Celebes Rainbowfish (Marosatherina ladigesi)
Celebes Rainbowfish are peaceful and make great additions to a community tank, providing exciting behaviour as they swim around. However, these fish can be delicate. Celebes Rainbowfish are a little timid by nature and need an aquarium with plenty of plant life. Once they are comfortable, they do not appreciate much moving around. They are very sensitive to their surroundings and may often die of common, otherwise curable diseases. Even advanced aquarists can struggle to keep this fish healthy; therefore, these fish are not suitable for beginner aquarists.
It would be best if you did not house Celebes Rainbowfish in a tank with fin nippers. Their fins are so intricate and can vary on each individual. It is often difficult to know whether a fin has been damaged or not because as males mature, their fins may separate and change length naturally. Rounded edges on the splits are an excellent indication not to be alarmed. Unfortunately, their elaborate fins also mean that they are more susceptible to certain diseases such as fin rot, which may come without warning. Therefore you must always have the appropriate medications to hand.
These Rainbowfish are relatively small in size. Therefore, good tankmates can include other species that prefer hard water, such as similarly-sized Rainbowfish, freshwater gobies and livebearers. Then, in a brackish aquarium, you can combine them with more minor, peaceful species such as gobies, mollies and halfbeaks.
Like some other Rainbowfish species, they can be rather skittish and will do much better when kept in shoals of at least six to eight individuals, preferably more. You will also inspire the males to display their best colours in the company of conspecifics. It would be better if you kept 2 to 3 females for every male.
Celebes Rainbowfish have slender bodies with colour blends of blues and golds that are rather charming to the eye. Their fins are dainty and translucent on mature males. They have two dorsal fins with a sail-like effect; one is small and black, and the other is larger and two-toned.
Their other fins are lemon yellow with black markings. Their pectoral fin may have black or white tips, or they can be entirely translucent. These fish also have long filaments flowing out from the tail fin. You can find additional interest on the back half of the fish, which is translucent enough for an organ sac to be apparent. You may also notice a blue stripe along the sideline.
|Scientific Name||Marosatherina ladigesi|
|Other Names||Celebes Sailfish, Celebes Sailfin|
|Difficulty||Intermediate - Advanced|
|Best kept as||Groups 6+|
|Lifespan||3 - 5 years|
|Temperature||72 - 82 ℉ (22.2 - 27.8 ℃)|
|PH||7.0 - 8.0|
|GH||10 - 25|
|TDS||150 - 200|
You can only find Celebes Rainbowfish near the town of Maros in Bantimurung, Southern Sulawesi in Indonesia in Southeast Asia. These Rainbowfish inhabit clear, slow-flowing streams around foothills and estuaries, ranging from freshwater to mildly brackish water. You can usually find them in areas that have high levels of dissolved oxygen, and they spend most of their day hiding amongst the leaves of plants, where they consume small insects, worms or vegetable debris.
Other Rainbowfish of interest
Diet & Feeding
Celebes Rainbowfish are omnivorous and feed on insects, worms and vegetable matter in the wild. These Rainbowfish are easily fed in captivity, and they will accept most dried, frozen and live foods.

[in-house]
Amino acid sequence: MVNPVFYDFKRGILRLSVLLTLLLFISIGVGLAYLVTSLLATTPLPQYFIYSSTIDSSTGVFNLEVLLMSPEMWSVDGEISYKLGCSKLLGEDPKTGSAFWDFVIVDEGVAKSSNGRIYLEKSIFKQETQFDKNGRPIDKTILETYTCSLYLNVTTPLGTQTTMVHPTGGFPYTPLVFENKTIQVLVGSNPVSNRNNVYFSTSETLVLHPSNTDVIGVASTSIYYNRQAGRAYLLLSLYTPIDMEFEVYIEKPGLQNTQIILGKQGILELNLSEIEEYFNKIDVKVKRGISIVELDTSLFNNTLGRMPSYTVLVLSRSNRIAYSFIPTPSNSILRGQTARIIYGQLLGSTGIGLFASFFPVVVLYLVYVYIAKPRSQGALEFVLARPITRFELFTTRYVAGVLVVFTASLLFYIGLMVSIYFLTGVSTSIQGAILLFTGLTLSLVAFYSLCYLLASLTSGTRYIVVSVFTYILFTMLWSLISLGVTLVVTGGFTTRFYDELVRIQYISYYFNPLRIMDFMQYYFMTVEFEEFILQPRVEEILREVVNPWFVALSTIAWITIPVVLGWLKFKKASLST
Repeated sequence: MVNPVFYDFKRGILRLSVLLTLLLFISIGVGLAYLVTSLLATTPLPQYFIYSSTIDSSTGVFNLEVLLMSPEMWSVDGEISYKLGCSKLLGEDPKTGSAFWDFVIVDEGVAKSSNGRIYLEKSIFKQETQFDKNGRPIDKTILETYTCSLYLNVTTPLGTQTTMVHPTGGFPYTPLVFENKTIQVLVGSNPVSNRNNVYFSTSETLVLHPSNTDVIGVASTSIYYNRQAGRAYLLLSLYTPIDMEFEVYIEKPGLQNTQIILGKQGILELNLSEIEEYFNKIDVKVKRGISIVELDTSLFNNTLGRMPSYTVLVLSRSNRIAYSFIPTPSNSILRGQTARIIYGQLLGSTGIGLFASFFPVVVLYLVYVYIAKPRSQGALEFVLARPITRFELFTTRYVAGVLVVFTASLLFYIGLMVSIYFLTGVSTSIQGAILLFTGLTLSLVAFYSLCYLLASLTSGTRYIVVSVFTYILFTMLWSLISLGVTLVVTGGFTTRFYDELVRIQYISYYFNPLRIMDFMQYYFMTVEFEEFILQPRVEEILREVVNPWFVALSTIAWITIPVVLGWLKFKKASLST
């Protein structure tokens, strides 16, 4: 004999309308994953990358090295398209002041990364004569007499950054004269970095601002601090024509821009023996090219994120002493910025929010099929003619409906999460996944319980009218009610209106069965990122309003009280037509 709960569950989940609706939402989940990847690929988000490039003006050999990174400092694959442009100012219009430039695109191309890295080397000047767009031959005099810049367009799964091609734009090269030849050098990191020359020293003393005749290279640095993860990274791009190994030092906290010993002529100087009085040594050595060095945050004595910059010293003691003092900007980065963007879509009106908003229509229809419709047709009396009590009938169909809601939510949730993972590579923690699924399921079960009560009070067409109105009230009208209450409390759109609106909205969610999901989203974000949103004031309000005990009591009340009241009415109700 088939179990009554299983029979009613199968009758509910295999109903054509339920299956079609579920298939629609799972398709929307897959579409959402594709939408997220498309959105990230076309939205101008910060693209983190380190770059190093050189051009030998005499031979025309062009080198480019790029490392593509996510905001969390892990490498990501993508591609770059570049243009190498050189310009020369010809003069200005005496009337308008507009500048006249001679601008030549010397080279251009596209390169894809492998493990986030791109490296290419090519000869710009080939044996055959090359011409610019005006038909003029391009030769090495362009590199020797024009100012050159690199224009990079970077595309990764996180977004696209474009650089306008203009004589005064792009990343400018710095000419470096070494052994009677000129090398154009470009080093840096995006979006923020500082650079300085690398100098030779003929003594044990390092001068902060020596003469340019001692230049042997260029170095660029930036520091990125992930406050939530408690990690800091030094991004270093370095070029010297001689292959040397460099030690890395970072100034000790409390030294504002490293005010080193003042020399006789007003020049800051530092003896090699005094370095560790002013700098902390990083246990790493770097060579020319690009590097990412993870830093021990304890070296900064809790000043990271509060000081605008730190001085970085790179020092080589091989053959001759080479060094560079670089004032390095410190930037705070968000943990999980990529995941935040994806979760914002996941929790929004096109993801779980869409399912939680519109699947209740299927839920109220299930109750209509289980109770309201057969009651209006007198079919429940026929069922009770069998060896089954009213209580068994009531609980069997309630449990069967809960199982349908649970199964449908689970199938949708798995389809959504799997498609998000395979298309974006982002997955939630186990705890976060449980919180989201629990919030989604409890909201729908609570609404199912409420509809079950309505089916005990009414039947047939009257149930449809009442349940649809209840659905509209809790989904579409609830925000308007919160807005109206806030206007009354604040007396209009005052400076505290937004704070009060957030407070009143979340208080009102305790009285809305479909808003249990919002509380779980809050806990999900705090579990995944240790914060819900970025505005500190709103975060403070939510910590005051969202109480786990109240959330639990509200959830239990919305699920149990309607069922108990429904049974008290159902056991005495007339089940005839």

You should provide your Rainbowfish with a balanced diet, and this should include live and processed foods such as flakes and granules to sustain good health. Buy prepared food in small amounts frequently as the nutrition in these products quickly deteriorates.
It would also benefit your fish if you tret them to live foods like tubifex, bloodworm or daphnia once a week as this will make them happier and result in the best colour and condition of your fish. However, it would help to remember that their throats are relatively small; therefore, you need to feed them smaller foods. It is advised to feed your fish several times a day and only give them what they can consume in under five minutes.
Celebes Rainbowfish are not a tricky species to breed, being an egg scatterer. However, the fry can prove somewhat challenging to raise in the early steps.
The breeding aquarium will need to be at least 18 inches long and contain slightly hard, alkaline water with a temperature of 72 to 74 degrees Fahrenheit and a pH of around 7.5. A small air-powered filter will provide your fish with sufficient current and oxygenation. It would be best to fill the tank with fine-leaved plants such as java moss, although spawning mops work just as well, and substrate will not be required.
It would be better if you conditioned a group of adult fish in a separate aquarium with plenty of live or frozen fare. Then, when they are ready, the females will appear noticeably plumper, and the males will display to each other continually. You should then select the fattest, most colourful pair and introduce them into the breeding tank.
Decreasing the temperature by a few degrees can often encourage spawning.
The adult pair will usually spawn for several weeks, laying groups of eggs each day. They will attach t their eggs onto surfaces by a tiny thread. It is recommended that you check the plants or mops regularly and remove any eggs you notice to a raising tank containing water from the breeding tank; otherwise, if given a chance, the parents will eat them.
The eggs will generally hatch within 5 to 10 days later depending on the temperature. The miniature babies will initially require infusoria-type foods until they become free-swimming around a week later. At this time, they will be able to accept foods such as baby brine shrimp. Sinking foods are not advised as the fry tend to stay very close to the water's surface.